Kara: I didn’t know what to say. I was like you. I thought, okay (Laughing).

Jim: Yeah.

Kara: How do I … how … what do I do? And so, I grabbedParenting with Scripture. Like I said, I wrote this. I don’t remember all of it. I have to look it up just like everybody else. And so, I said, “Okay, well, let’s go snuggle in your bed and let’s see what God has to say.” And we found the topic … well, actually, I looked up “fear” and I kept flipping through and I [went], “Why didn’t I write about fear?”

Jim: (Chuckling)

Kara: And then I looked in the cross-referenced index and found it’s actually under “courage,” which is, you know, that’s the positive way of looking–

Jim: Right.

Kara: –at fear. And we found Psalm 46, which says, “God is our refuge and strength, an ever-present help in trouble. And when I’m afraid, I will trust in You.” And God took care of her in that moment, but she also knew she was gonna have to get back up on that horse next week.

Jim: Hm.

Kara: That’s a terrifying thing, after what she had been through. And so, also under that same topic, Philippians 4:13 says, “I can do everything … through Him Who gives me strength,” and that was helping prepare her for the next week when she was gonna have to get back up on that horse. But my favorite one for that night–when my eyes fell on this, I just praised God—Psalm 4:8 says, “I will lie down and sleep in peace, for You alone, O Lord, make me dwell in safety.”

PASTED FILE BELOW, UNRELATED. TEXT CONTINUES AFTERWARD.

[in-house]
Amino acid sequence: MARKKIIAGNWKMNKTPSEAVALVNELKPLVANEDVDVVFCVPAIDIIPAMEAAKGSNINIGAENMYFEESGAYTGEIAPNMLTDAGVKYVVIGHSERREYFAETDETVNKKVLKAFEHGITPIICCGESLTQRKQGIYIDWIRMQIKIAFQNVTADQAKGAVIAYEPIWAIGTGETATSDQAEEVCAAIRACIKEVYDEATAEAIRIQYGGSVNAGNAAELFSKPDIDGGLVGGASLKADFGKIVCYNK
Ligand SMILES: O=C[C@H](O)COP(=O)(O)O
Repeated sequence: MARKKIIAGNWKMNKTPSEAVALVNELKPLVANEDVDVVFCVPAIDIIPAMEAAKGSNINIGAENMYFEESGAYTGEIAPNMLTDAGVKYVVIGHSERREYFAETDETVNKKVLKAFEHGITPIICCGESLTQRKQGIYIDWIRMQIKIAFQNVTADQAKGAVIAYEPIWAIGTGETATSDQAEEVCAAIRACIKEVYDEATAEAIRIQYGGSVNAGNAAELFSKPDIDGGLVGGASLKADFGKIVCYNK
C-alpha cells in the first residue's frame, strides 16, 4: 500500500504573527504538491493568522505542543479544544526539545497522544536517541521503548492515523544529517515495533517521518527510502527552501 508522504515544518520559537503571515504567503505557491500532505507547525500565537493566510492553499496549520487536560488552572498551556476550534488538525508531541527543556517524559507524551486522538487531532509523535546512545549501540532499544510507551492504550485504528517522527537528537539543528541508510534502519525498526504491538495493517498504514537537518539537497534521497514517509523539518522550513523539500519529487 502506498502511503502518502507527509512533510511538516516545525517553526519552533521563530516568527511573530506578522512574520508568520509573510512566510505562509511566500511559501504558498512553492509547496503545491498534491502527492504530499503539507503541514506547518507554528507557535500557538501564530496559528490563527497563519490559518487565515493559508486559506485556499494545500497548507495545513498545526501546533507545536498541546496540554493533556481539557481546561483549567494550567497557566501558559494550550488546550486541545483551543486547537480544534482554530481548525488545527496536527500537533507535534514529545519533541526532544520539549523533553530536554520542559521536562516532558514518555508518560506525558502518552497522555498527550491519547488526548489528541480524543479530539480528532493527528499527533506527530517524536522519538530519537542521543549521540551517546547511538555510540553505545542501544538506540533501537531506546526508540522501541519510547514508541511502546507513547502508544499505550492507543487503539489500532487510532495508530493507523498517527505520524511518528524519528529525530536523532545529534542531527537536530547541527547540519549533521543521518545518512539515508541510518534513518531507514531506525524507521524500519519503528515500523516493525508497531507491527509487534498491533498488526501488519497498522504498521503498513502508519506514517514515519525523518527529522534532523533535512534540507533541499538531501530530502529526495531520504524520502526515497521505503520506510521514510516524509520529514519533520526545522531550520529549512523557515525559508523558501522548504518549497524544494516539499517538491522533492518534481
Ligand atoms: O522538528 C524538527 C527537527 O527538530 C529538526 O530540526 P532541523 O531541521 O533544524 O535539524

Jim: That’s a pretty perfect–

Kara: Oh–

Jim: –Scripture at that moment.

Kara: –it was beautiful, and as we prayed and talked about those verses and I tucked her in, I left her room, thanking God for giving us His Word. Because I can tell you, I … nothing I could’ve said would’ve been as beautiful and as perfect as what God gave us.

Jim: Kara, you talk about doing this early in a child’s development, 2-years-old–

Kara: Uh-hm, yes.

Jim: –I think you started with your daughter and–

Kara: Absolutely.

Jim: –and that makes perfect sense. It’d be good to know, how do you approach that with a 2-, 3-year-old?

Kara: Sure.

Jim: I mean, ‘cause they’re barely talking at that point.

Kara: Yes, preschool is um … that’s one of my favorite ages. I still teach 3-year-olds in our Sunday school to get my preschool fix. And (Laughter) so, I love encouraging parents. It’s never too early to start. Even before they’re verbal, we know that they can throw tantrums and have attitudes, right?

John: Uh-hm.

Kara: So, practice that dialogue even though it may be one-sided, ‘cause they’re gonna be talkin’ before you know it. And so, join me in the Durbin minivan and we’ll put my kids back in the preschool phase and you’re on your way to a play date. And every parent of preschoolers will deal with the topic of sharing, right? Sharing is–